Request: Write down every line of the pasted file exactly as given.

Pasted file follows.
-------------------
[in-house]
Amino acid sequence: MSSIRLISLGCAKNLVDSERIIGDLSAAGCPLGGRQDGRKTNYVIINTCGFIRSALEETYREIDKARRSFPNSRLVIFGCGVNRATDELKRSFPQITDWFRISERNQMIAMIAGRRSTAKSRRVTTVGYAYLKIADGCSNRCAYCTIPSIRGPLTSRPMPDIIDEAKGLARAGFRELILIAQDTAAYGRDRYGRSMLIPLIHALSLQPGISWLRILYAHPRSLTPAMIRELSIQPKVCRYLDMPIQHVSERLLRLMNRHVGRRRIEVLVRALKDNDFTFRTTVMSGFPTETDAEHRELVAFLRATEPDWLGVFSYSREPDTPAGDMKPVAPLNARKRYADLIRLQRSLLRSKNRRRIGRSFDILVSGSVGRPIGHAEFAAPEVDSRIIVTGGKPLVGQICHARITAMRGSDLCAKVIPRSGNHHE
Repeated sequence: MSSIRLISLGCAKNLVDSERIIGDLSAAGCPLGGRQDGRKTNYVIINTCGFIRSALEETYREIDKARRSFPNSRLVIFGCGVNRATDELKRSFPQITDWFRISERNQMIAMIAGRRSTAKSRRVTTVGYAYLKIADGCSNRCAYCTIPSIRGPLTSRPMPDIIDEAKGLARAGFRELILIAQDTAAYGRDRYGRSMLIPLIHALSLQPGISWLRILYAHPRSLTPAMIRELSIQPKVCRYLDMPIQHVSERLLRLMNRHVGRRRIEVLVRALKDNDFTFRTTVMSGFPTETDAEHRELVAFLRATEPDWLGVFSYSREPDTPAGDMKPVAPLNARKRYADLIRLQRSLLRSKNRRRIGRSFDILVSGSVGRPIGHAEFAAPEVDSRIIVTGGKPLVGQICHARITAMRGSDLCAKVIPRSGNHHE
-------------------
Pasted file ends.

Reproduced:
[in-house]
Amino acid sequence: MSSIRLISLGCAKNLVDSERIIGDLSAAGCPLGGRQDGRKTNYVIINTCGFIRSALEETYREIDKARRSFPNSRLVIFGCGVNRATDELKRSFPQITDWFRISERNQMIAMIAGRRSTAKSRRVTTVGYAYLKIADGCSNRCAYCTIPSIRGPLTSRPMPDIIDEAKGLARAGFRELILIAQDTAAYGRDRYGRSMLIPLIHALSLQPGISWLRILYAHPRSLTPAMIRELSIQPKVCRYLDMPIQHVSERLLRLMNRHVGRRRIEVLVRALKDNDFTFRTTVMSGFPTETDAEHRELVAFLRATEPDWLGVFSYSREPDTPAGDMKPVAPLNARKRYADLIRLQRSLLRSKNRRRIGRSFDILVSGSVGRPIGHAEFAAPEVDSRIIVTGGKPLVGQICHARITAMRGSDLCAKVIPRSGNHHE
Repeated sequence: MSSIRLISLGCAKNLVDSERIIGDLSAAGCPLGGRQDGRKTNYVIINTCGFIRSALEETYREIDKARRSFPNSRLVIFGCGVNRATDELKRSFPQITDWFRISERNQMIAMIAGRRSTAKSRRVTTVGYAYLKIADGCSNRCAYCTIPSIRGPLTSRPMPDIIDEAKGLARAGFRELILIAQDTAAYGRDRYGRSMLIPLIHALSLQPGISWLRILYAHPRSLTPAMIRELSIQPKVCRYLDMPIQHVSERLLRLMNRHVGRRRIEVLVRALKDNDFTFRTTVMSGFPTETDAEHRELVAFLRATEPDWLGVFSYSREPDTPAGDMKPVAPLNARKRYADLIRLQRSLLRSKNRRRIGRSFDILVSGSVGRPIGHAEFAAPEVDSRIIVTGGKPLVGQICHARITAMRGSDLCAKVIPRSGNHHE